Sedentary behaviour and health in adults: an overview of systematic reviews

Abstract

The purpose of this overview of systematic reviews was to determine the relationship between different types and patterns of sedentary behaviour and selected health outcomes in adults and older adults. Five electronic databases were last searched in May, 2019, with a 10-year search limit. Included reviews met the a priori population (community-dwelling adults aged 18 years and older), intervention/exposure/comparator (various types and/or patterns of sedentary behaviour), and outcomes criteria. Eighteen systematic reviews were included in the evidence synthesis. High levels of sedentary behaviour are unfavourably associated with cognitive function, depression, function and disability, physical activity levels, and physical health-related quality of life in adults. Reducing or breaking up sedentary behaviour may benefit body composition and markers of cardiometabolic risk. Total sedentary behaviour and TV viewing were most consistently associated with unfavourable health outcomes, while computer and Internet use may be favourably associated with cognitive function for older adults. The quality of evidence within individual reviews (as assessed by review authors) varied from low to high, while the certainty of evidence was low to very low. These findings have important public health implications, suggesting that adults should avoid high levels of sedentary behaviour and break-up periods of prolonged sitting. (PROSPERO registration nos.: CRD42019123121 and CRD42019127157.)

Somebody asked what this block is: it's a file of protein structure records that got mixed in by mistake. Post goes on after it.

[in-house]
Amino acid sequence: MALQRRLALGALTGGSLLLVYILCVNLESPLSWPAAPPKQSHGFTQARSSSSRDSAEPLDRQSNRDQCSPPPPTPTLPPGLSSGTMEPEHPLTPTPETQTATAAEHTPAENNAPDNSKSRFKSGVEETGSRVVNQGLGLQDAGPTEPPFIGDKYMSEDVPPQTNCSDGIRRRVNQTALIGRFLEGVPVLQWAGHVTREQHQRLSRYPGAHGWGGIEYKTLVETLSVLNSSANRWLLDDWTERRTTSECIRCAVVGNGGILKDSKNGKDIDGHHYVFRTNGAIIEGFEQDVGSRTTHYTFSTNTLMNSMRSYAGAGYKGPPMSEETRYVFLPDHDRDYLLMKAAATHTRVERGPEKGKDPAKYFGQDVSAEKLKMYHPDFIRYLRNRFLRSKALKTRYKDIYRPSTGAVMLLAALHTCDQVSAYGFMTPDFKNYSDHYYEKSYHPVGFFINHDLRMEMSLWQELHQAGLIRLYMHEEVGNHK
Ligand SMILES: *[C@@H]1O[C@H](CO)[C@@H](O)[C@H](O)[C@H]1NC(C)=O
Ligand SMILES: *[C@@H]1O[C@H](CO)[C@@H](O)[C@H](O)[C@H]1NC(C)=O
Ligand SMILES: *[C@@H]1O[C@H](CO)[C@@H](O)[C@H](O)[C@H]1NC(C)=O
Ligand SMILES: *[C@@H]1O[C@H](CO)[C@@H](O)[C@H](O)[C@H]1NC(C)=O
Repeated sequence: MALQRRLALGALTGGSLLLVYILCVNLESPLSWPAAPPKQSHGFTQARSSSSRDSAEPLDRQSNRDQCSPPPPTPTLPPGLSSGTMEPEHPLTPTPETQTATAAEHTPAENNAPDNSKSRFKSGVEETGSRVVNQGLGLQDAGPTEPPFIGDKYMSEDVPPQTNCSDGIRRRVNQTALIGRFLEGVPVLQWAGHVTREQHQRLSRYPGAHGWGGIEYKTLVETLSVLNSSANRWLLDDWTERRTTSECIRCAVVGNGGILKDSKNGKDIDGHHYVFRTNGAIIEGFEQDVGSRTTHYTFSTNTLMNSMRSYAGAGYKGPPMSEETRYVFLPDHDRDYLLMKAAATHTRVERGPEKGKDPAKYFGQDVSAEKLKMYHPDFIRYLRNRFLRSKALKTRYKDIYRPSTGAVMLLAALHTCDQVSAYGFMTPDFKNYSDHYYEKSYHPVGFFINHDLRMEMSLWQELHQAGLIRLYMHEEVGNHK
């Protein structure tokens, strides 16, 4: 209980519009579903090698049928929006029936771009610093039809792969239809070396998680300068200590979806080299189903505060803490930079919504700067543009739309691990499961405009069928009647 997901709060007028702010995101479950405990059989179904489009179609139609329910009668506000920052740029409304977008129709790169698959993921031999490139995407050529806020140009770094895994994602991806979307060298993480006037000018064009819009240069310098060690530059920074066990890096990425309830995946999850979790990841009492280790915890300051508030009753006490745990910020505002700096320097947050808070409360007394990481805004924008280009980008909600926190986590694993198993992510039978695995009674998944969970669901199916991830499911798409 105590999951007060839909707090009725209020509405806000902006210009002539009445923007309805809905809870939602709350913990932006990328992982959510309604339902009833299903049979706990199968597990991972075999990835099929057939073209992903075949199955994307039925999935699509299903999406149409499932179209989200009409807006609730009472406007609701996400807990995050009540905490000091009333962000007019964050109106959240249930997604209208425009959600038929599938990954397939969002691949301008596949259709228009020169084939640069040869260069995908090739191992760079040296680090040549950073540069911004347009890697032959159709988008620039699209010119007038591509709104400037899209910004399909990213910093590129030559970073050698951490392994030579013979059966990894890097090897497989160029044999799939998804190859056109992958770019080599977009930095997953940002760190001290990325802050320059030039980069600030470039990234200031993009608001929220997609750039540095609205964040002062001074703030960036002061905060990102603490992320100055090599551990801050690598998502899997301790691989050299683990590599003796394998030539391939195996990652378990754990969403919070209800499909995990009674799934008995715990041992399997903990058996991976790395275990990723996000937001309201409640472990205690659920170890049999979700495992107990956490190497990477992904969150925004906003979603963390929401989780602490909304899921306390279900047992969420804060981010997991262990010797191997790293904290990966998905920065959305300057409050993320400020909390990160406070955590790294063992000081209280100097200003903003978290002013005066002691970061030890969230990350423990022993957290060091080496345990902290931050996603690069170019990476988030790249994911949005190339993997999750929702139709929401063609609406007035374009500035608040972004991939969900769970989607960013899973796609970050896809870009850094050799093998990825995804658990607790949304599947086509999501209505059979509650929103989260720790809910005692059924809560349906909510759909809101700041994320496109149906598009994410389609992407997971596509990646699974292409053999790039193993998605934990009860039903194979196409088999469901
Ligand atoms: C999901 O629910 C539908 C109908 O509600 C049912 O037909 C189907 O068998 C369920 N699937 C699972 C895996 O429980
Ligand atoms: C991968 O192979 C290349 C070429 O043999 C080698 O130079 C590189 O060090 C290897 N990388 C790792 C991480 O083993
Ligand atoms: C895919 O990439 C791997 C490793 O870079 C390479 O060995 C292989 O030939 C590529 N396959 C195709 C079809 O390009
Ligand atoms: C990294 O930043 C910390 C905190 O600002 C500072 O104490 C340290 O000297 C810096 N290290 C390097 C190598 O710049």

Lead Researchers

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Researchers

  1. Mark S. Tremblay

    Senior Scientist and Director, Healthy Active Living and Obesity, CHEO Research Institute

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  2. Jean-Philippe Chaput

    Senior Scientist, CHEO Research Institute

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